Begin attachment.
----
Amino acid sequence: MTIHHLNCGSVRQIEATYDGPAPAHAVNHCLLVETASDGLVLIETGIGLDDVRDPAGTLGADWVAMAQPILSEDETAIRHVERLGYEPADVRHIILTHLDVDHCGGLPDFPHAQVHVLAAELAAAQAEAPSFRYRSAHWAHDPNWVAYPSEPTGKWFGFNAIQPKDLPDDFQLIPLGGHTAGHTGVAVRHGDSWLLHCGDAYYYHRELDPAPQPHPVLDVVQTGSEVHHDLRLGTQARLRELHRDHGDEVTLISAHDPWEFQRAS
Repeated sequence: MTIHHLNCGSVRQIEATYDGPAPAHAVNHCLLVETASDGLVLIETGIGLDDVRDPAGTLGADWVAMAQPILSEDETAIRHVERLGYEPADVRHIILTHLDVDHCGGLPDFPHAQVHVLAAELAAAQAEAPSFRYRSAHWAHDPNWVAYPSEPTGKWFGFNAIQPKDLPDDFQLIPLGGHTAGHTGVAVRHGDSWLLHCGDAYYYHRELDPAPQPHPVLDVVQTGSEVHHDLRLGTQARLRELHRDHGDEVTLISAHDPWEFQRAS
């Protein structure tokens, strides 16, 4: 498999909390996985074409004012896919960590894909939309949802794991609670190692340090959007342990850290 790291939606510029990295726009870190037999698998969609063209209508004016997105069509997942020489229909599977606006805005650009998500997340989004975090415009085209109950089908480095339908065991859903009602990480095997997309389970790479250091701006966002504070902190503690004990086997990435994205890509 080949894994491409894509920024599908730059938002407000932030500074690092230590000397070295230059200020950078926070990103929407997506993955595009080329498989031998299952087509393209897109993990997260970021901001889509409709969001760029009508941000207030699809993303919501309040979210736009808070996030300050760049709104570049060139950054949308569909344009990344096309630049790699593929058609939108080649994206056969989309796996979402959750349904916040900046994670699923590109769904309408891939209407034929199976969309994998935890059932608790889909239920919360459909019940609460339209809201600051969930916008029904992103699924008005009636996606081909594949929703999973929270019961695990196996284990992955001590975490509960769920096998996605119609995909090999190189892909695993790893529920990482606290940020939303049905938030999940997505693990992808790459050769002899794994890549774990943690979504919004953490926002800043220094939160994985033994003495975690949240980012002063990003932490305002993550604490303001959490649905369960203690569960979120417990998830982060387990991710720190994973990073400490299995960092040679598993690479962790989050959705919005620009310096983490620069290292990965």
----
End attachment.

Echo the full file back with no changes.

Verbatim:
Amino acid sequence: MTIHHLNCGSVRQIEATYDGPAPAHAVNHCLLVETASDGLVLIETGIGLDDVRDPAGTLGADWVAMAQPILSEDETAIRHVERLGYEPADVRHIILTHLDVDHCGGLPDFPHAQVHVLAAELAAAQAEAPSFRYRSAHWAHDPNWVAYPSEPTGKWFGFNAIQPKDLPDDFQLIPLGGHTAGHTGVAVRHGDSWLLHCGDAYYYHRELDPAPQPHPVLDVVQTGSEVHHDLRLGTQARLRELHRDHGDEVTLISAHDPWEFQRAS
Repeated sequence: MTIHHLNCGSVRQIEATYDGPAPAHAVNHCLLVETASDGLVLIETGIGLDDVRDPAGTLGADWVAMAQPILSEDETAIRHVERLGYEPADVRHIILTHLDVDHCGGLPDFPHAQVHVLAAELAAAQAEAPSFRYRSAHWAHDPNWVAYPSEPTGKWFGFNAIQPKDLPDDFQLIPLGGHTAGHTGVAVRHGDSWLLHCGDAYYYHRELDPAPQPHPVLDVVQTGSEVHHDLRLGTQARLRELHRDHGDEVTLISAHDPWEFQRAS
């Protein structure tokens, strides 16, 4: 498999909390996985074409004012896919960590894909939309949802794991609670190692340090959007342990850290 790291939606510029990295726009870190037999698998969609063209209508004016997105069509997942020489229909599977606006805005650009998500997340989004975090415009085209109950089908480095339908065991859903009602990480095997997309389970790479250091701006966002504070902190503690004990086997990435994205890509 080949894994491409894509920024599908730059938002407000932030500074690092230590000397070295230059200020950078926070990103929407997506993955595009080329498989031998299952087509393209897109993990997260970021901001889509409709969001760029009508941000207030699809993303919501309040979210736009808070996030300050760049709104570049060139950054949308569909344009990344096309630049790699593929058609939108080649994206056969989309796996979402959750349904916040900046994670699923590109769904309408891939209407034929199976969309994998935890059932608790889909239920919360459909019940609460339209809201600051969930916008029904992103699924008005009636996606081909594949929703999973929270019961695990196996284990992955001590975490509960769920096998996605119609995909090999190189892909695993790893529920990482606290940020939303049905938030999940997505693990992808790459050769002899794994890549774990943690979504919004953490926002800043220094939160994985033994003495975690949240980012002063990003932490305002993550604490303001959490649905369960203690569960979120417990998830982060387990991710720190994973990073400490299995960092040679598993690479962790989050959705919005620009310096983490620069290292990965």